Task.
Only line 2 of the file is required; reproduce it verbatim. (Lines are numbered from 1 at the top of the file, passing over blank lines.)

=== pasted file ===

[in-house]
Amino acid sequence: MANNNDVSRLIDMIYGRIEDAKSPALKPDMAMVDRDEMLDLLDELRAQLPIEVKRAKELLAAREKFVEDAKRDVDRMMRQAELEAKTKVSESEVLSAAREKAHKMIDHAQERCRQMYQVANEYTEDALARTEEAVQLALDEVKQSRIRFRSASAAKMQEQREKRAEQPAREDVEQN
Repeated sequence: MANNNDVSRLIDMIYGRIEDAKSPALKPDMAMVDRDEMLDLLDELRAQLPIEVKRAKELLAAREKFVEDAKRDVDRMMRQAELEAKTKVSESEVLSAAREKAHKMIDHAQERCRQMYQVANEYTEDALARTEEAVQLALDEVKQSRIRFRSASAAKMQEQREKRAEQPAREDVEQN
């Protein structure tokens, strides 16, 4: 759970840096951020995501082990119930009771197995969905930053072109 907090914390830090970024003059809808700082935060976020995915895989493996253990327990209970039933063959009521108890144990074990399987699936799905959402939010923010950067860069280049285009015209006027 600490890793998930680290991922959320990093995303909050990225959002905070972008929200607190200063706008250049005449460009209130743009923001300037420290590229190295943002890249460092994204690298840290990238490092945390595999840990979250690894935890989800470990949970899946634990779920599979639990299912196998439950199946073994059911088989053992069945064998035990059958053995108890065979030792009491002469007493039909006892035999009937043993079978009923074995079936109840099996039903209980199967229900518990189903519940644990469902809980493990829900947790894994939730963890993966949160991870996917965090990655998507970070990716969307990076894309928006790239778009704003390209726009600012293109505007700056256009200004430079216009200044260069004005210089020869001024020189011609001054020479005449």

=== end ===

Amino acid sequence: MANNNDVSRLIDMIYGRIEDAKSPALKPDMAMVDRDEMLDLLDELRAQLPIEVKRAKELLAAREKFVEDAKRDVDRMMRQAELEAKTKVSESEVLSAAREKAHKMIDHAQERCRQMYQVANEYTEDALARTEEAVQLALDEVKQSRIRFRSASAAKMQEQREKRAEQPAREDVEQN